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Working Increases into a Lace Pattern

Sep 10, 2009


Greetings, all!  Things are getting back to some semblance of normal here, which means not only fewer boxen lurking about, but more time to knit...

We'll catch up with my progress on the Bolero from Feminine Knits and the Star Light, Star Bright baby blanket next week. But for now...more lace fun!

 

 

Last week, I started a little mini-series on Shaping in Lace Patterns, giving you Part 1: Wee Lace Primer and Part 2: Stockinette Side Panels.

This week, we're going to up the ante: Instead of just working new stitches in stockinette, we're going to slowly incorporate the increases into the lace pattern, so that at the end of the swatch, we end up with an all-over lace pattern instead of a single vertical lace panel.

If you have time and some spare yarn, it might be really helpful for you to "knit along" with the examples given below...

Sample lace pattern

As our sample pattern, I've been using a very simple lace pattern, given here in both text and chart form (for help in reading charts, go here):

Screamingly Simple Lace
Multiple of 6 + 2
Note: Work first and last stitch of every row in garter stitch (knit all sts).
Row 1 and all odd-numbered rows: (WS) K1, purl to last st, k1.
Row 2: (RS) K1, *k1, yo, k2tog, ssk, yo, k1; rep from * to last st, k1.
Repeat Rows 1 and 2 for pattern.

 

Part 3: Working Increases into Your Lace Pattern

1. Divide and conquer: Examine a single repeat of the lace pattern. Divide the repeat into equal (or nearly equal) smaller segments so that each segment contains a single yarnover/decrease pair and a few surrounding stitches. You will use these segments as "building blocks" for gradually working new stitches into the overall lace repeat. This means that every time you add a stitch, you will be wrangling only a single "building block" segment, instead of trying to wrangle the entire pattern repeat. ("Making your life easier, one yarnover pair at a time.")


In the Screamingly Simple Lace Pattern, there are two yarnover/decrease pairs in a single repeat: [yo, k2tog] (stitches 3 and 4) and [ssk, yo] (stitches 5 and 6). 
If I divide the repeat down the middle between the two pairs, between stitches 4 and 5, I can create two equal building block segments:

The blue is Segment A (stitches 2-4), and the green is Segment B (stitches 5-7).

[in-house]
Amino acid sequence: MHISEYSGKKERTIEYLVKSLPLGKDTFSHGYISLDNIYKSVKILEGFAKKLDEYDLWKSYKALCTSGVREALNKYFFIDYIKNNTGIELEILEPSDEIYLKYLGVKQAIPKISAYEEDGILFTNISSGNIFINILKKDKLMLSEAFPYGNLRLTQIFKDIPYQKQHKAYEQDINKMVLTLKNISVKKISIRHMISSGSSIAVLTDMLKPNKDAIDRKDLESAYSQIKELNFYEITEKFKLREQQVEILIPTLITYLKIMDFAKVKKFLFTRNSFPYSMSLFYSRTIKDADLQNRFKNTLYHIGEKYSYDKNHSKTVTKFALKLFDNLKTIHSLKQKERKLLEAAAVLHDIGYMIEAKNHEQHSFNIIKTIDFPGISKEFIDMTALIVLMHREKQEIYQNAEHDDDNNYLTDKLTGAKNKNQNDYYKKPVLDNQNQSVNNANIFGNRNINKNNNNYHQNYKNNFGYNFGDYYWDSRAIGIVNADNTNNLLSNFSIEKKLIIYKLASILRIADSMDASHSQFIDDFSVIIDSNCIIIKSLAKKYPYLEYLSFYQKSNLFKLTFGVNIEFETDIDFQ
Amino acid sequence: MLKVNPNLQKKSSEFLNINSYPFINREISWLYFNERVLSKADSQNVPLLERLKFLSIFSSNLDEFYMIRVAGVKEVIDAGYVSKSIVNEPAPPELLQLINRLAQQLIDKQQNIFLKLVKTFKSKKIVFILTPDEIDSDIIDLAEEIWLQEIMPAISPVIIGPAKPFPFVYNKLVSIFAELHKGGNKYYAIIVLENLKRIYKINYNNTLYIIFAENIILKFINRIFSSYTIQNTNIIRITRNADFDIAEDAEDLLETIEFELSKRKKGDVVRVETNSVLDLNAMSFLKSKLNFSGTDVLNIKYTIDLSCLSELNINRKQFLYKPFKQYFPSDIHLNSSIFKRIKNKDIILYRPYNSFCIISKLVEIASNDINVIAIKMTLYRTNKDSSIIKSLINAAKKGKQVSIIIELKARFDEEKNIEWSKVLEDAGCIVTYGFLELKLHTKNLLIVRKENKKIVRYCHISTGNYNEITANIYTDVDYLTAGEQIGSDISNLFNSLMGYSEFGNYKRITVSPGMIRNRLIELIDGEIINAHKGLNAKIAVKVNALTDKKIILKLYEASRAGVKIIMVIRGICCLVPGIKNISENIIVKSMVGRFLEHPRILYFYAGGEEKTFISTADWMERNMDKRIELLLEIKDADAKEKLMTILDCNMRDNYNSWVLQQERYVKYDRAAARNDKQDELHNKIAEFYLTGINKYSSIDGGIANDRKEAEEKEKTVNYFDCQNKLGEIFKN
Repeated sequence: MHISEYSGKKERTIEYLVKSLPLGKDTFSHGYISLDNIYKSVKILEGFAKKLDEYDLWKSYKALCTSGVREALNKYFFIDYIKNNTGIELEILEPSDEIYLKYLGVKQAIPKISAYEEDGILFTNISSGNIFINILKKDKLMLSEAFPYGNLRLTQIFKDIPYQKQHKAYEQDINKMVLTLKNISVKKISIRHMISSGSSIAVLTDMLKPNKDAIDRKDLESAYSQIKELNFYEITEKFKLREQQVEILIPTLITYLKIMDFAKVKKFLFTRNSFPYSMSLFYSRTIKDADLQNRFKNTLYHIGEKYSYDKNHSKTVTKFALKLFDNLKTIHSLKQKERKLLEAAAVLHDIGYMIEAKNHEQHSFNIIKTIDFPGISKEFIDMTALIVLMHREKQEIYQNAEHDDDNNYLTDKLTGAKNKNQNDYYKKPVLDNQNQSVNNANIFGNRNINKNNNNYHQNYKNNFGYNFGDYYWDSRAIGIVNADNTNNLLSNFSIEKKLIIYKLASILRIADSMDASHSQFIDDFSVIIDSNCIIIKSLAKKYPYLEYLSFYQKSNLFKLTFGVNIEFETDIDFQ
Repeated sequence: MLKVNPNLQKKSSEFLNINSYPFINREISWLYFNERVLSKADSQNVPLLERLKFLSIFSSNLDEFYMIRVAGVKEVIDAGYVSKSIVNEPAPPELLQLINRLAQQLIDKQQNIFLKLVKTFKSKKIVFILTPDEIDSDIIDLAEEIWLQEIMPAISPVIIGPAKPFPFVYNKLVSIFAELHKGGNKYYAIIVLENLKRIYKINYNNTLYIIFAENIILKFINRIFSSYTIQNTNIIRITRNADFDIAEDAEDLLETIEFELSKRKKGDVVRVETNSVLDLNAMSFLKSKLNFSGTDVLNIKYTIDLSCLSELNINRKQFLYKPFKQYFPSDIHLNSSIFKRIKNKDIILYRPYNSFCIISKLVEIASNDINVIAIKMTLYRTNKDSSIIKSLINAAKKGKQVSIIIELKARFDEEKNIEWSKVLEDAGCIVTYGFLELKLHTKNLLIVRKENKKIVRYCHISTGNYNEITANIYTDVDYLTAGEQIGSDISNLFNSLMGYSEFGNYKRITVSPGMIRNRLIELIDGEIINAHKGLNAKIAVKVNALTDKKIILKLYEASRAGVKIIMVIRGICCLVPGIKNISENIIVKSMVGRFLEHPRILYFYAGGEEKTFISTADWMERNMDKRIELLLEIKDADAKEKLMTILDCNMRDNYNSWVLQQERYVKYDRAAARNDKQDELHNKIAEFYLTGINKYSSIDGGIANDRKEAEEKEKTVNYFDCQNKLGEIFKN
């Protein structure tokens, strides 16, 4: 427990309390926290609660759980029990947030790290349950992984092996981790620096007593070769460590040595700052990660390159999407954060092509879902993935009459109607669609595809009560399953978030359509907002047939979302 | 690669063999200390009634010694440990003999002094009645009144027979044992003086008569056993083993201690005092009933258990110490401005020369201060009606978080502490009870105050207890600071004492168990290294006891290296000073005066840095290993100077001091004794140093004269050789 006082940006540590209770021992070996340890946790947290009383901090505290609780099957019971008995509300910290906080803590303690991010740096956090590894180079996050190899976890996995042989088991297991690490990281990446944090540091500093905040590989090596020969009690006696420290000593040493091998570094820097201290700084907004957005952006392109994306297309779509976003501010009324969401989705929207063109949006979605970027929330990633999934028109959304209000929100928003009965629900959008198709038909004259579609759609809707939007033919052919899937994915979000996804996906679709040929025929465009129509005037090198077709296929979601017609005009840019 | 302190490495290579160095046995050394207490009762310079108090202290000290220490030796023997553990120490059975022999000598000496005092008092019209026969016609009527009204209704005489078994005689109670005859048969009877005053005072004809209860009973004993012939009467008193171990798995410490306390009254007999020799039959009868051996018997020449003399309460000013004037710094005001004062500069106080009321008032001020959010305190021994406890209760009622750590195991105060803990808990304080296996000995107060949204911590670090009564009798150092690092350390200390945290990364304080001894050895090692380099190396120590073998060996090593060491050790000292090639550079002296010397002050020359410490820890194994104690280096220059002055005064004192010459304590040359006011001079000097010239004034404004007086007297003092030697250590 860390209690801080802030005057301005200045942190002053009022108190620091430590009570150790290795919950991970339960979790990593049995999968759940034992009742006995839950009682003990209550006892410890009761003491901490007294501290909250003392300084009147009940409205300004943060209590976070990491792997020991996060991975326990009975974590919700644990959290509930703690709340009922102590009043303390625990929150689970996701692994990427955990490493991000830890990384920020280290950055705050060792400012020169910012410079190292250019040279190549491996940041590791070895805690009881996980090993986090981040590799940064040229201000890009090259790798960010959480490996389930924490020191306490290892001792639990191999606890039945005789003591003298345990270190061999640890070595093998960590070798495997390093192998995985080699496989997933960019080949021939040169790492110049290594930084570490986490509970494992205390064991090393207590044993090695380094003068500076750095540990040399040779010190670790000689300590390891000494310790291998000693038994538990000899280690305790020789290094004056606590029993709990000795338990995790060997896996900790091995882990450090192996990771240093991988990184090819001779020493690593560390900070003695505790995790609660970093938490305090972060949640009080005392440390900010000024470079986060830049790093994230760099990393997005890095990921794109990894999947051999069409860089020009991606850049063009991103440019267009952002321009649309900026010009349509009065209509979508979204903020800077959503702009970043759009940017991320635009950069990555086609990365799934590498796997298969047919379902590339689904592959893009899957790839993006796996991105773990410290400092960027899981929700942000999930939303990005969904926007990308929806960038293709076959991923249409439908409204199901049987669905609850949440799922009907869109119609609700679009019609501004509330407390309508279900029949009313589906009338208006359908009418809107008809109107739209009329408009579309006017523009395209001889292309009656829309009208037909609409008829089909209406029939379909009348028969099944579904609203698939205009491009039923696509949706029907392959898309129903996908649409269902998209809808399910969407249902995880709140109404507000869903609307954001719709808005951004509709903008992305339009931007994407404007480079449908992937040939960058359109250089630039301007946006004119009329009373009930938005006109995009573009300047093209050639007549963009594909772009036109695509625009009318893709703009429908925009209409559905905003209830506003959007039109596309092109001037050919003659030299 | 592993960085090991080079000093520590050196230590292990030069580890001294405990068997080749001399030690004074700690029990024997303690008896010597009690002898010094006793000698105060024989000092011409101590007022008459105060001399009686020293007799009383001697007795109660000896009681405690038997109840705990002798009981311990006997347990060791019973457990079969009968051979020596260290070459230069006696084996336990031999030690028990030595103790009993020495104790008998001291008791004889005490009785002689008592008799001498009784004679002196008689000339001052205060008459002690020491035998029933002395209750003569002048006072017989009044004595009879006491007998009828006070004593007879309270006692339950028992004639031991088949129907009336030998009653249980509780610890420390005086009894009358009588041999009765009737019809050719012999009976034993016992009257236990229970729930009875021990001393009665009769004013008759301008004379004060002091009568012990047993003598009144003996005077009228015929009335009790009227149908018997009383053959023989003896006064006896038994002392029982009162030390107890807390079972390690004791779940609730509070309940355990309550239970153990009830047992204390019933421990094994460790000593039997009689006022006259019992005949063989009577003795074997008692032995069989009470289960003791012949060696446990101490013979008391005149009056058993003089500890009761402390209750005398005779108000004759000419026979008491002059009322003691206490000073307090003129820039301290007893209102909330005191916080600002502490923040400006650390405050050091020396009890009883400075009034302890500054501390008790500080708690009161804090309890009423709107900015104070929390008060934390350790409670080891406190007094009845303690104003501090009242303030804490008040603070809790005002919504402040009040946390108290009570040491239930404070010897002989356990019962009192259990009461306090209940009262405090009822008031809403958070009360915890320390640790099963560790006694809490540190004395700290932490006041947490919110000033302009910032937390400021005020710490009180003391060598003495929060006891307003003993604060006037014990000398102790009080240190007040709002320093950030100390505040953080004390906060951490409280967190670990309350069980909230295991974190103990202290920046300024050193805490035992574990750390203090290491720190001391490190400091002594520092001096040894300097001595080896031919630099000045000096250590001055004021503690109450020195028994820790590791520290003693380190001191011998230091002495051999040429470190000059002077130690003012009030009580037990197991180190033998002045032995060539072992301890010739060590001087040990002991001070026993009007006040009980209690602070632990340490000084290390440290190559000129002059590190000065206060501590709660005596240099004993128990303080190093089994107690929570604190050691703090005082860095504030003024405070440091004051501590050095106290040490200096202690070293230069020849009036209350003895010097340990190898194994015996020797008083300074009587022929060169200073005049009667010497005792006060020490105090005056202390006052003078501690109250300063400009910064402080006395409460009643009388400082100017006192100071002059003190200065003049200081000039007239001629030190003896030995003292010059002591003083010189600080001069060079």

2. Increasing: Adding more and more stitches

Here's an imaginary pattern for a gradually increasing swatch (it ends up looking like a mini-sleeve):


CO 8 sts.
Rows 1 and 2: Knit.
Rows 3-9: Work Rows 1 and 2 of Screamingly Simple Lace three times, then work Row 1 once more so that you end with a WS row.
Row 10: (RS) Working rem of sts in patt, increase one stitch at each end of needle.
Row 11: (WS) K1, purl to last st, k1.

 

 

 

 

Whoa. What are we going to do with the new sts on Row 12?

The new sts we have added are the "seeds" of new segments, so let's draw in the ghost segments (lighter colors, not in bordered boxes):

NOTE: Be sure to add the correct segment on either side of the original repeat! You are working in half-repeats, essentially, so they alternate: blue green blue green blue green. Two blue segments (or two greens) are never side-by-side, if that helps.

What to do with the new stitches? Since we only have one new st for each new ghost segment (stitch #4 for the new green segment and stitch #11 for the new blue segment), we just work those in St st.

 

 

Now it's time for the next part of the swatch and the next increase row:

Row 12: (RS): K1 (garter border), k1 (new st), (6-st simple lace repeat), k1 (new st), k1 (garter border).
Rows 13 and 15: (WS) K1, purl to last st, k1.
Row 14: (RS) Working rem of sts as established, increase one stitch at each end of needle.

What to do with the new stitches: We still don't have enough new sts on each side to form a complete segment, so we work the new sts (#3 and # 12) in St st:

Row 16: (RS): K1 (garter border), k2 (2 new sts), (6-st simple lace repeat), k2 (2 new sts), k1 (garter border).

 

 

 

 

 

 

 

 

If we work four more rows, including one more increase row, then we will have enough sts to work one new segment at each side of the needle--or HALF A PATTERN REPEAT on each end: stitches 2-4 and stitches 11-13.

If we continue as above, it will take three more increase rows (12 more rows overall) to complete a full pattern repeat on each side, ending up with a full three repeats across.

 

 

Clear as mud, eh? Then let's do the decreasing next time.

 

 

Knit with joy,

- Sandi




Next week: We'll do decreasing, and I'll answer any questions you leave in the comments!


P.S. Let me know what you think! You can leave a comment below or even email me at sandi@knittingdaily.com.

All charts created with KnitVisualizer software from www.knitfoundry.com.


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Comments

fyrkrkr wrote
on Aug 30, 2012 9:39 PM

Excellent tutorial.  It worked out the way I was thinking in my head, but it was so helpful to think of breaking the repeat into blocks then seeing the ghost stitches as they appear in the colors to map it out. Thank you!

Sandy Weber wrote
on Oct 13, 2009 2:56 PM

What happened to the information on working Lace Decreases?  Next time?

Slickchick wrote
on Sep 14, 2009 12:34 AM

Hi Sandi, It was clearer than mud and very helpful to practice. If you were knitting in the round , what sort of an increase would you use? Would you do it on either side of a stitch to delineate the "seam'?